It's noteworthy how the McCain-Lieberman alliance is portrayed in the press as a kind of "centrist" independent fusion movement when the main thing that brings them together is their shared ardor for an unpopular war in Iraq. They both clearly see their views on Iraq and related matters as their most important priorities in public life, and the views they share on this subject are well to the right of the median Americans. And yet, they're in the center. One assumes that a Dennis Kucinich / Ron Paul lovefest on national security issues would, by contrast, be talking about as an example of "extreme" views being similar to one another.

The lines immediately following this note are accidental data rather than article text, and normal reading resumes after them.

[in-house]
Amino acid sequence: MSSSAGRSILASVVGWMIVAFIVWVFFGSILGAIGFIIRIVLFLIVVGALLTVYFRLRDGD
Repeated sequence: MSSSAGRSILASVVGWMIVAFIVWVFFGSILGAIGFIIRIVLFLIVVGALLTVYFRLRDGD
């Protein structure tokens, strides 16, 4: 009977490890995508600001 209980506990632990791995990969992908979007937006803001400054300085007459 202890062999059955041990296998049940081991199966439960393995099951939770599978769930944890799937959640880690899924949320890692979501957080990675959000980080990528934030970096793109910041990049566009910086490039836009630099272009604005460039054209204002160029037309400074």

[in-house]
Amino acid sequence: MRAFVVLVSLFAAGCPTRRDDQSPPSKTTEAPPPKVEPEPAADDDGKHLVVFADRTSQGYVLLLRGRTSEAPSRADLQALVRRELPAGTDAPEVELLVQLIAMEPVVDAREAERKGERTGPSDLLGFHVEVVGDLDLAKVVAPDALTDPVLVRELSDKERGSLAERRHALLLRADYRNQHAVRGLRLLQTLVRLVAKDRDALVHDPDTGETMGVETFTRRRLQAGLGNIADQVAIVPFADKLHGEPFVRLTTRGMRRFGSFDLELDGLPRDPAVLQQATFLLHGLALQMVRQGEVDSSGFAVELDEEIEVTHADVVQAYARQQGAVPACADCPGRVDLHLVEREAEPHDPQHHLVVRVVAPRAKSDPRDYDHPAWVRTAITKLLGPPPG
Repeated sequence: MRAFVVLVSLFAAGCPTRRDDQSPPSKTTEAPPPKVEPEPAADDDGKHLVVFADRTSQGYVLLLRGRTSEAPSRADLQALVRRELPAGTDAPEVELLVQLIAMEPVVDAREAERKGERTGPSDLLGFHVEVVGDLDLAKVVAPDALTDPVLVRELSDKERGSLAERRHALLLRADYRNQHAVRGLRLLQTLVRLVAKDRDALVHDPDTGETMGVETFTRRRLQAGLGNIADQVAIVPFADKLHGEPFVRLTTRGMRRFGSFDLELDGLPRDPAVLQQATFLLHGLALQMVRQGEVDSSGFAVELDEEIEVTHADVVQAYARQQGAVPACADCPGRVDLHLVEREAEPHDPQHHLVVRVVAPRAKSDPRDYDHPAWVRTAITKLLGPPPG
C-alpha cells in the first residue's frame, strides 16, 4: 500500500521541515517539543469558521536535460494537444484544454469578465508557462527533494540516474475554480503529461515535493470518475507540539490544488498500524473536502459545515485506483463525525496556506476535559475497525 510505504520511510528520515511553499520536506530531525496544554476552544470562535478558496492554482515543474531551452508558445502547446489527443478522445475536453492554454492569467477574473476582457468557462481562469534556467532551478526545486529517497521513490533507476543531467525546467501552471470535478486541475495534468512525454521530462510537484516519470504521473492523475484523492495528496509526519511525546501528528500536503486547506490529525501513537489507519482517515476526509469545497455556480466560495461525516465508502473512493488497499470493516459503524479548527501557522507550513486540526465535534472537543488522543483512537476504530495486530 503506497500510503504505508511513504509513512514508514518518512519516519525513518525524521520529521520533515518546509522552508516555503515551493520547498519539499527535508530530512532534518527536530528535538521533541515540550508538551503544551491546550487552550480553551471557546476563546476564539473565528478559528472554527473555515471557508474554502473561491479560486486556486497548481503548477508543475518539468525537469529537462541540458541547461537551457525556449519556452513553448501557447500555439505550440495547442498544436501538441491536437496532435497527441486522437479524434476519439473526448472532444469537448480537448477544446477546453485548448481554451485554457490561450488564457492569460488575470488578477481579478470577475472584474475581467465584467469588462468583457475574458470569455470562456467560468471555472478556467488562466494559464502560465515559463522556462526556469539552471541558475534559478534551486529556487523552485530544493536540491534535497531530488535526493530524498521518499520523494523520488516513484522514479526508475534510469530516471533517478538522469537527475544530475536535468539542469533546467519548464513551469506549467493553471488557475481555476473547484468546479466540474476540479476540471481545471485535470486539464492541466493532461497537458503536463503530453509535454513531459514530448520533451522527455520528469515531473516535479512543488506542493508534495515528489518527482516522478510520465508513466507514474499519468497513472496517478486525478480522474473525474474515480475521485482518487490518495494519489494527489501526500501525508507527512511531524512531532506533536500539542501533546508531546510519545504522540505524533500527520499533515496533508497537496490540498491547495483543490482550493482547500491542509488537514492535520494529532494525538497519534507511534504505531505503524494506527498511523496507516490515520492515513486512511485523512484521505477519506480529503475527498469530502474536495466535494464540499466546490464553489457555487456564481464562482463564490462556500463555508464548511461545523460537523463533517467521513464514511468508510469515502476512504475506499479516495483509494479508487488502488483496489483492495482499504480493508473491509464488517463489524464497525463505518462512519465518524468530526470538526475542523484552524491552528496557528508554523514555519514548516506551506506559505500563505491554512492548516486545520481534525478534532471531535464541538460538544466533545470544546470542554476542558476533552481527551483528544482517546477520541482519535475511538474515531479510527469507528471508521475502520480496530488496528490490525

The dynamic here clearly has less to do with public opinion than it does with establishmentarian ideas about what is and is not extreme. Washington, DC (or, even more so, the suburbs in Virginia where the power-brokers live) is a kind of place where heavy military equipment is advertised on the subway and defense contractors are a major engine of employment and economic growth. Which isn't to say that there's a direct, connect-the-dots relationship between the C27-J Spartan ad campaign and media portrayals of the Lieberman-McCain worldview, but I think it's important to understand that a kind of casual militarism permeates the atmosphere and anything that serves the cause of ever-growing procurement acquires a veneer of respectability.
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